“Paparot”: This must be the most charming name for a dish – a substantial, garlicky soup from Friuli Venezia Giulia: spinach, corn/maize flour and sausage meat. It is one of those dishes where the final result is far greater than the list of its ingredients might suggest. The spinach is first cooked and chopped, then it is added to a base of lardo (or pancetta or butter), garlic and/or sausage meat. When the spinach has absorbed all these lovely, porky flavours (in Italian cookery terms, we call this all-important step insaporire, which translates as “to make tasty”), corn or maize flour is added and then water (or broth, if you have it). The soup is then cooked for a good hour. It’s quite basic, as you can see, and not much to look at, perhaps, but the flavour is very good, if you like this kind of rustic, elementary food.
In the old days, wild herbs would have been used and the cooking liquid would have been water. Lardo or pancetta is present in moderation, just to make the overall flavour fuller but I have also made paparot with butter only and I liked that way too. Paparot can be as thick as you wish it to be. I have made it as a proper minestra (soup) and also as a more substantial polenta & spinach dish (by reducing the amount of liquid). If you go down this way, some grated Parmesan is a nice touch at the end (or aged Montasio cheese, if you are so lucky to find it). A warming winter supper indeed.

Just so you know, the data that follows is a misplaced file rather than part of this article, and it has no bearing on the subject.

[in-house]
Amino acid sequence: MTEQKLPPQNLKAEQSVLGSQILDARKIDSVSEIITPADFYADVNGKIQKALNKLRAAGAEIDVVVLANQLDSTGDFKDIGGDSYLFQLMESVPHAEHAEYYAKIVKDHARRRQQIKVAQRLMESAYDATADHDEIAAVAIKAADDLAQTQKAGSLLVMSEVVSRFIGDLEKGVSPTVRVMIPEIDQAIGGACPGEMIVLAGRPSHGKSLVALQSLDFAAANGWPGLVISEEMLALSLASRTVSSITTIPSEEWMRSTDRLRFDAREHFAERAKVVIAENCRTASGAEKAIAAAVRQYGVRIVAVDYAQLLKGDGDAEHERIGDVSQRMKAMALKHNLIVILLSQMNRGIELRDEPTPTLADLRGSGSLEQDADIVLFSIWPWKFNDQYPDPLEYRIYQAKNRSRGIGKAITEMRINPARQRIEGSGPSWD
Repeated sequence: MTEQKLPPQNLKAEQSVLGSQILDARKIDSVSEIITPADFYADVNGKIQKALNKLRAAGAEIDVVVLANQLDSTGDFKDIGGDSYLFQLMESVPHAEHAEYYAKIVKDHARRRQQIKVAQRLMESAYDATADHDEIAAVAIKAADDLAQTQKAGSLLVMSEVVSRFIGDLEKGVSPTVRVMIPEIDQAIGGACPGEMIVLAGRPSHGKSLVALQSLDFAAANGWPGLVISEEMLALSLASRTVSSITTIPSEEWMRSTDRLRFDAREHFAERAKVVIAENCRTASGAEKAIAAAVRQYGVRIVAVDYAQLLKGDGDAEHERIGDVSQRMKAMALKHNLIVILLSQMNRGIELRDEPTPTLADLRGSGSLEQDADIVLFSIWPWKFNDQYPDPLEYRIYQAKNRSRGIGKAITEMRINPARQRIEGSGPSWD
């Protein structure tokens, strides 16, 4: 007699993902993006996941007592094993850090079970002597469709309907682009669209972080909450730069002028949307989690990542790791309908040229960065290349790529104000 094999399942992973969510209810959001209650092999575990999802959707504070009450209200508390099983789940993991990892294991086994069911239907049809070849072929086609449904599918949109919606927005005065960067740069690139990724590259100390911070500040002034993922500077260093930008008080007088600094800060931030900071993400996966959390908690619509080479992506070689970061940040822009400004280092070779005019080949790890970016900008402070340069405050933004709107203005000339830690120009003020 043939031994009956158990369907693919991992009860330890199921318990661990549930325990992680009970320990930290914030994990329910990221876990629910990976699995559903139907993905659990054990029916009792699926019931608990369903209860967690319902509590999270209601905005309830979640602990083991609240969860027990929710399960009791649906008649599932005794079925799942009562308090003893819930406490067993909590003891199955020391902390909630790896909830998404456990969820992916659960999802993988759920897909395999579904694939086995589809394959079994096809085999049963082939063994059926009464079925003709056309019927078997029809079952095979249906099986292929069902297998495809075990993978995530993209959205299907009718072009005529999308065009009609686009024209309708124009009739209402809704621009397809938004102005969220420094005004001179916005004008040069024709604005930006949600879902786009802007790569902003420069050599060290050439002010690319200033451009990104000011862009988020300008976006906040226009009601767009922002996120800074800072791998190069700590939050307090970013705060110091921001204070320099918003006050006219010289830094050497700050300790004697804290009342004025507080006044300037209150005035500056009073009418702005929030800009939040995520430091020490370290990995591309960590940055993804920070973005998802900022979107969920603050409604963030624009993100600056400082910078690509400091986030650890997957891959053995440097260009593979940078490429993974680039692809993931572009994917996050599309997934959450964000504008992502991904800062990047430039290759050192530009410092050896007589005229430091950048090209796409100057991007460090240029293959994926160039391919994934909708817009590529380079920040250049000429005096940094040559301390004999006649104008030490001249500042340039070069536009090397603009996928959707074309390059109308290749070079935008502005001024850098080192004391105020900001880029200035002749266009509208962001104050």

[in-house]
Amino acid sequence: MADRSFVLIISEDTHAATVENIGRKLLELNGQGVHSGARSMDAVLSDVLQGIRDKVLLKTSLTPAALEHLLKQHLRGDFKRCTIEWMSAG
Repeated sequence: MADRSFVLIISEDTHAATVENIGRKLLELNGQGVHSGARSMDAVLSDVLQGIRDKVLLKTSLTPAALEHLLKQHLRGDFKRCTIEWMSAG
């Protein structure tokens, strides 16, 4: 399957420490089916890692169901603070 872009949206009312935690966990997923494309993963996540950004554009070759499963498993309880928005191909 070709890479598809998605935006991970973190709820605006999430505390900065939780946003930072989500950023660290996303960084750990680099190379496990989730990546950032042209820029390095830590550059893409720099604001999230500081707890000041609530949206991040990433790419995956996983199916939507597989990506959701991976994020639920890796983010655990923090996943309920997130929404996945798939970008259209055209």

Only marginally adapted from Le Ricette Regionali Italiane by Anna Gosetti della Salda
Spinach, 1 kg
polenta flour, 140 g
plain flour, 80g
minced lardo or crumbled sausage meat or chopped pancetta or butter, 80 g
meat broth, 2 lt (or water), hot
garlic, 2 cloves
Steam the spinach, drain, squeeze it dry and chop up. In a soup pot, melt the chosen fat and a little olive oil with the garlic. Remove the garlic when it is golden – do not overdo it. Add the spinach and let it absorb the fat. Add the two flours and stir well. Gradually add the hot liquid, whisking all the time. Cook very slowly for about 45/60 minutes – it really depends on the type of polenta flour one is using. Serve with black pepper.
In some contemporary versions I have seen lardo AND crumbled sausage meat being used together – a bit OTT, perhaps.